Quantitative Analysis of miRNA Expression in Epithelial Cells and Tissues

  • Markus Bitzer
  • Wenjun Ju
  • Xiaohong Jing
  • Jiri ZavadilEmail author
Part of the Methods in Molecular Biology book series (MIMB, volume 820)


Reliable detection of the microRNA (miRNA) precursor and mature form expression levels is a fundamental starting block for more focused studies of the biogenesis and functional roles of these important post-transcriptional modulators of gene expression. Building on our expertise with miRNA expression programs downstream of TGF-β/Smad signaling in homeostasis as well as in pathological conditions associated with epithelial tissues, we present a series of detailed and broadly applicable protocols for expression profiling of the mature miRNA forms using quantitative real-time PCR TaqMan, both single assays or low-density arrays. We next highlight key steps necessary for the detection of primary precursors of miRNAs (­pri-miRNAs) to address the initial steps of miRNA biogenesis, and we finally review some most widely used computational algorithms for miRNA target prediction used to complement experimental identification of the target mRNAs and proteins.

Key words

microRNA miRNA miRNA expression Pri-miRNA expression Quantitative real-time PCR TaqMan Array MicroRNA Card TaqMan MicroRNA Assay Primer3 SYBR Green PCR miRNA target prediction TGF-β Epithelial cell Epithelial tissue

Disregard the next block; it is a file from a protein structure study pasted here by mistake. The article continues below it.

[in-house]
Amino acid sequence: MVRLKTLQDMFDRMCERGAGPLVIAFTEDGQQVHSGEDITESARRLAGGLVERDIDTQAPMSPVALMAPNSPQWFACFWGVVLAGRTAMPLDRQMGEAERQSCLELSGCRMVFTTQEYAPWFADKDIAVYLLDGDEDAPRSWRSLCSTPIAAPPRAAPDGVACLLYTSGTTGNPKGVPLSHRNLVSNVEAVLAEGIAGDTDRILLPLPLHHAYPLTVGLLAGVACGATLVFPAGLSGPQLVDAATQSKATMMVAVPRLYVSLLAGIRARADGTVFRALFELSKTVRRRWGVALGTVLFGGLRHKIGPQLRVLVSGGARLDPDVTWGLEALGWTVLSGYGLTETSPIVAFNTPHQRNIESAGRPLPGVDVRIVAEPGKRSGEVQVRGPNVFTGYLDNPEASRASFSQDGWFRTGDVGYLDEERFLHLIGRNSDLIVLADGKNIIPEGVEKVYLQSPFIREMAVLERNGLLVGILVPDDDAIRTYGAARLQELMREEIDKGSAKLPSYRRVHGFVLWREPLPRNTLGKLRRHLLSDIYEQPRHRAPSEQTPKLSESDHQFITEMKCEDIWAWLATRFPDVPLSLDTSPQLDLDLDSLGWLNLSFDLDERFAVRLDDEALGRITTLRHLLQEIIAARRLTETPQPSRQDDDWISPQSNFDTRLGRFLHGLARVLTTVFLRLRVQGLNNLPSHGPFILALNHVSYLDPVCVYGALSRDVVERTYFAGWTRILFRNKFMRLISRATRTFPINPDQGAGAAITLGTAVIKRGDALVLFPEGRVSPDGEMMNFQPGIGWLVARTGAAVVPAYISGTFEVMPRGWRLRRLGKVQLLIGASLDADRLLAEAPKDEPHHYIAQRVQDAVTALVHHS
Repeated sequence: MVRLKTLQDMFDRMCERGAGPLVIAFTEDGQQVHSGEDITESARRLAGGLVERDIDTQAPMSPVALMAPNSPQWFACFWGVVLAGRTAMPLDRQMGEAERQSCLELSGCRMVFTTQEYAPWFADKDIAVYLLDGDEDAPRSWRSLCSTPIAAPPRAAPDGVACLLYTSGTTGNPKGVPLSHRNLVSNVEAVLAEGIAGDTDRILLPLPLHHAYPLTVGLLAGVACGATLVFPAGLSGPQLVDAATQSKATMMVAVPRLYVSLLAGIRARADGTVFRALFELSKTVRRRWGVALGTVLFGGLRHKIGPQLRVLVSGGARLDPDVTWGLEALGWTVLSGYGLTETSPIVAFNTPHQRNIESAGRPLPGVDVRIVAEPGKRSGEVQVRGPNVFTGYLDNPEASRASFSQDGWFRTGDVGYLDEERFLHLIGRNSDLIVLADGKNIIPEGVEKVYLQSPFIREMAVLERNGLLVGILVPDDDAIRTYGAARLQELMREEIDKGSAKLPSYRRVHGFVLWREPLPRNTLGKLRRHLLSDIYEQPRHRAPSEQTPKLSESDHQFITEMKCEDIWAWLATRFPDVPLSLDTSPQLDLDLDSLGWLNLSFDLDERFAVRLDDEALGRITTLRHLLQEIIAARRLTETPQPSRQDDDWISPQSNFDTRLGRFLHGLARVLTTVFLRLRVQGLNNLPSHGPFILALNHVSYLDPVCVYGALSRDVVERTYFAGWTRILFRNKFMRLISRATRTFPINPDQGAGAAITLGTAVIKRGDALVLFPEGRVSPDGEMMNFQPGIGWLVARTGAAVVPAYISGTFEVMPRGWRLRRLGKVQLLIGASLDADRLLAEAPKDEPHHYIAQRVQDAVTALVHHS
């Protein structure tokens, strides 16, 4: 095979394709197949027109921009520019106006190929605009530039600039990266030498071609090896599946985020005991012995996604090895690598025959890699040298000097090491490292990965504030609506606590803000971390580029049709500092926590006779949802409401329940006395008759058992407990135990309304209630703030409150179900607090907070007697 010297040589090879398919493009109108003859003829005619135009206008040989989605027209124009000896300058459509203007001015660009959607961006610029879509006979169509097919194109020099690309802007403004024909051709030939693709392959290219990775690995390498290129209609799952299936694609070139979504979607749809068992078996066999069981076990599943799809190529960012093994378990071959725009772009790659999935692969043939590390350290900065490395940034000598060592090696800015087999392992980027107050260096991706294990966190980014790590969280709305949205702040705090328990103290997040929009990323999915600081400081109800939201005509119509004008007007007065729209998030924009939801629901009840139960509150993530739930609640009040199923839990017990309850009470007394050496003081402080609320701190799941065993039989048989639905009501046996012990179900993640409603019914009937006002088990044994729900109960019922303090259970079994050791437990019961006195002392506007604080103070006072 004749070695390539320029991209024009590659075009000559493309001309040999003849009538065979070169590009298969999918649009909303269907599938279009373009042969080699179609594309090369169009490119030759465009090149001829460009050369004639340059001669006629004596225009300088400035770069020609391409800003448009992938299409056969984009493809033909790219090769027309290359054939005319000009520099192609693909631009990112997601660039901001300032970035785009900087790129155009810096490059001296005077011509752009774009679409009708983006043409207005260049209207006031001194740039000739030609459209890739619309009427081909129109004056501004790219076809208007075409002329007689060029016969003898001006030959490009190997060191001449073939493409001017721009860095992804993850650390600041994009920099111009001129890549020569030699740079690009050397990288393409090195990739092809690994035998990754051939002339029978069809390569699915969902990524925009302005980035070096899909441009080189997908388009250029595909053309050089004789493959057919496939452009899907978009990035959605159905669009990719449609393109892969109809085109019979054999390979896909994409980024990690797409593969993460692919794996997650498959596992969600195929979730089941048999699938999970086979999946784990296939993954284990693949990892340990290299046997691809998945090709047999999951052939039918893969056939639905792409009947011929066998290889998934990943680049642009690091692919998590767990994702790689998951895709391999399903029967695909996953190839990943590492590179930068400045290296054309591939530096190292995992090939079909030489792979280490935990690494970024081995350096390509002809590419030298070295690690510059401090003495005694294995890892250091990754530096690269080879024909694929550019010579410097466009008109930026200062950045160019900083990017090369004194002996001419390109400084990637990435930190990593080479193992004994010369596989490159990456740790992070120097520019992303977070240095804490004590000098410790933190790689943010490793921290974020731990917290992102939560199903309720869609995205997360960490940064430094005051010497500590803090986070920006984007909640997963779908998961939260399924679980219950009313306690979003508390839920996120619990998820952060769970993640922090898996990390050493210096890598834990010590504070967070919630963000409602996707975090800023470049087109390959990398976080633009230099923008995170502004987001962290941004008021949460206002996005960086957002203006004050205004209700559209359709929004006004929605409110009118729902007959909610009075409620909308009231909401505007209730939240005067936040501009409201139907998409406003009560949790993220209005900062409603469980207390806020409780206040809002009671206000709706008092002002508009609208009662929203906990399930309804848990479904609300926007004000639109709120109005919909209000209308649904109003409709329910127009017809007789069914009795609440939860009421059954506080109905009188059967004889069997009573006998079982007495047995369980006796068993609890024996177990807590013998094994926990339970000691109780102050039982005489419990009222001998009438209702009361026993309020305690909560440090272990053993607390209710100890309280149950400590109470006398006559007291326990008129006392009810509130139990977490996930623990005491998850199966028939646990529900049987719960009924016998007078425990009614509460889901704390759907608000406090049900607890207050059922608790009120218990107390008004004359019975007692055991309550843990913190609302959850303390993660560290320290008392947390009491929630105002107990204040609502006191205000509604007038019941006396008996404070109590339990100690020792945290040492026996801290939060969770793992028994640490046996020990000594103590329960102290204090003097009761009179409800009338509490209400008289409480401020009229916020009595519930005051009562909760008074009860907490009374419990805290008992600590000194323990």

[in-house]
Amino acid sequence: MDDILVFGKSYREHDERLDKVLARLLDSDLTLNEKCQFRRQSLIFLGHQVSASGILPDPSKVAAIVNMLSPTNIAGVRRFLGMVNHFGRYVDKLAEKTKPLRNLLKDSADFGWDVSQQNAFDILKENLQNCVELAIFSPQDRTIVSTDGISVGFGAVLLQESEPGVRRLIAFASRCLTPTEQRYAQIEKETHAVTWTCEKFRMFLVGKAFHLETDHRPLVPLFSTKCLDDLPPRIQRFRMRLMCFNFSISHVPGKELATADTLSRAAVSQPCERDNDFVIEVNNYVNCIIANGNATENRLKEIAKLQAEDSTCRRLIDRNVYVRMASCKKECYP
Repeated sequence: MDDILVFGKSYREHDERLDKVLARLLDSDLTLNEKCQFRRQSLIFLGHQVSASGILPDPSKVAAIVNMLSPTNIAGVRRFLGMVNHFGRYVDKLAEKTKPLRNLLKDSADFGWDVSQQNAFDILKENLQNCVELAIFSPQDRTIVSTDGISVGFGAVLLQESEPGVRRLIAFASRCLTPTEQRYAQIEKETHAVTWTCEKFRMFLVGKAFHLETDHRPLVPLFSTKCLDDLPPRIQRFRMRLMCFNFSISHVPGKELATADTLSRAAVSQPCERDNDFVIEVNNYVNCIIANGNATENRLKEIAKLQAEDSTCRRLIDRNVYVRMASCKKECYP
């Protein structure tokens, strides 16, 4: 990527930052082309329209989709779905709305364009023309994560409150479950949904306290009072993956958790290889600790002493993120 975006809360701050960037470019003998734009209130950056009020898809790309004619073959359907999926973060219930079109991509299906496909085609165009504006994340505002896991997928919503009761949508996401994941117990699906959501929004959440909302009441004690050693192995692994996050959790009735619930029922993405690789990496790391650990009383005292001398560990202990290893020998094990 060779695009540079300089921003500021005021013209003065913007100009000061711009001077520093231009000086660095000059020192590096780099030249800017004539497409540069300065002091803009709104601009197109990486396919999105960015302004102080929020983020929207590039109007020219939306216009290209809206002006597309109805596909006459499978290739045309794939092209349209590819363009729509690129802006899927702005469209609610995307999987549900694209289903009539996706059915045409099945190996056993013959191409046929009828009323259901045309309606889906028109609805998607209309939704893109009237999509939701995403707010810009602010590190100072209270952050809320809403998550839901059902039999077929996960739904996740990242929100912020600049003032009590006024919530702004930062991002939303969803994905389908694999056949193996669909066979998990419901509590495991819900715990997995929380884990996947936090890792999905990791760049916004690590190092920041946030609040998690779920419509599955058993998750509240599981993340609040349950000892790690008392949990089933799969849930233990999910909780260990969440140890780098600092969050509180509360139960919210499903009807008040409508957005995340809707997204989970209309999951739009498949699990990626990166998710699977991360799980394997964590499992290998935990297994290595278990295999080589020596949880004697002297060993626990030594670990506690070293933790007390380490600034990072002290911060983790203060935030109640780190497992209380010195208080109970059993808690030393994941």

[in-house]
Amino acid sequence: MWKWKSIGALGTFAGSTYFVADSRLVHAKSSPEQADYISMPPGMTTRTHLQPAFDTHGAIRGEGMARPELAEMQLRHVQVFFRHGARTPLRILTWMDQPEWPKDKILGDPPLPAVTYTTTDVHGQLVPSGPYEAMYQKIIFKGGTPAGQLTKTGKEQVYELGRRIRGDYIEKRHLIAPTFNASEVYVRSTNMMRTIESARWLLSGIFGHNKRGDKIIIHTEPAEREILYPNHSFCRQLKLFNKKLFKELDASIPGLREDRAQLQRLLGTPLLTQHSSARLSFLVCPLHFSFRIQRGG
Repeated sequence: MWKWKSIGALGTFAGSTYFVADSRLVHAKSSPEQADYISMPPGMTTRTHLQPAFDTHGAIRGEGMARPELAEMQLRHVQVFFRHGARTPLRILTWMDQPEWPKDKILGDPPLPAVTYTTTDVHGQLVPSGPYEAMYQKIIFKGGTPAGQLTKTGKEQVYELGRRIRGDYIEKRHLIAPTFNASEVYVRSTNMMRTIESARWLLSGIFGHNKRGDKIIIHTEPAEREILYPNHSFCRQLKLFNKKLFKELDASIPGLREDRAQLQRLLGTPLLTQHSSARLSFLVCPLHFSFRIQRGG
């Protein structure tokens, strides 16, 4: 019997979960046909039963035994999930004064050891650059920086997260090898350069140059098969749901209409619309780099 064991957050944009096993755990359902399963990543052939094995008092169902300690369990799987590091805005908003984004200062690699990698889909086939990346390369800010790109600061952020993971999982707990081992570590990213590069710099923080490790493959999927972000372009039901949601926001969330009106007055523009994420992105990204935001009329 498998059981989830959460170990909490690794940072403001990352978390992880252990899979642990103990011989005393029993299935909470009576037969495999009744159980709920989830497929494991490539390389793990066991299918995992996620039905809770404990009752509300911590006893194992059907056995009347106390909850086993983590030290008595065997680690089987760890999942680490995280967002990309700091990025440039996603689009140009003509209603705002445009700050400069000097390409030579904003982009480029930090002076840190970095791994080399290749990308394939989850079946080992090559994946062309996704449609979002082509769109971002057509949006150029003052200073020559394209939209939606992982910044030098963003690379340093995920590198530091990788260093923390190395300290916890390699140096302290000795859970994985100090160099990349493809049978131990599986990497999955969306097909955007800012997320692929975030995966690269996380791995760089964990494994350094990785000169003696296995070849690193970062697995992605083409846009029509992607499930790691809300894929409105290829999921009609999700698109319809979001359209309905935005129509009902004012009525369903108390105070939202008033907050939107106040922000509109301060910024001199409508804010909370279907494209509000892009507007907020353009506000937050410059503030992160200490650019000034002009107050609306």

Formalin-fixed, paraffin-embedded


Laser capture microdissection




Primary precursor of miRNA


Quantitative real-time polymerase chain reaction


RNA interference


Reverse transcription/transcriptase


TaqMan low-density array(s)


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Copyright information

© Springer Science+Business Media, LLC 2012

Authors and Affiliations

  • Markus Bitzer
    • 1
  • Wenjun Ju
    • 2
  • Xiaohong Jing
    • 3
  • Jiri Zavadil
    • 4
    Email author
  1. 1.Internal Medicine, Nephrology, Michigan Diabetes Research and Training CenterUniversity of MichiganAnn ArborUSA
  2. 2.Internal Medicine, Nephrology, Center for Computational Medicine and BioinformaticsUniversity of MichiganAnn ArborUSA
  3. 3.Computational Biology Center, Memorial Sloan-Kettering Cancer CenterNew YorkUSA
  4. 4.Department of Pathology, Center for Health Informatics and BioinformaticsNew York University Langone Medical CenterNew YorkUSA

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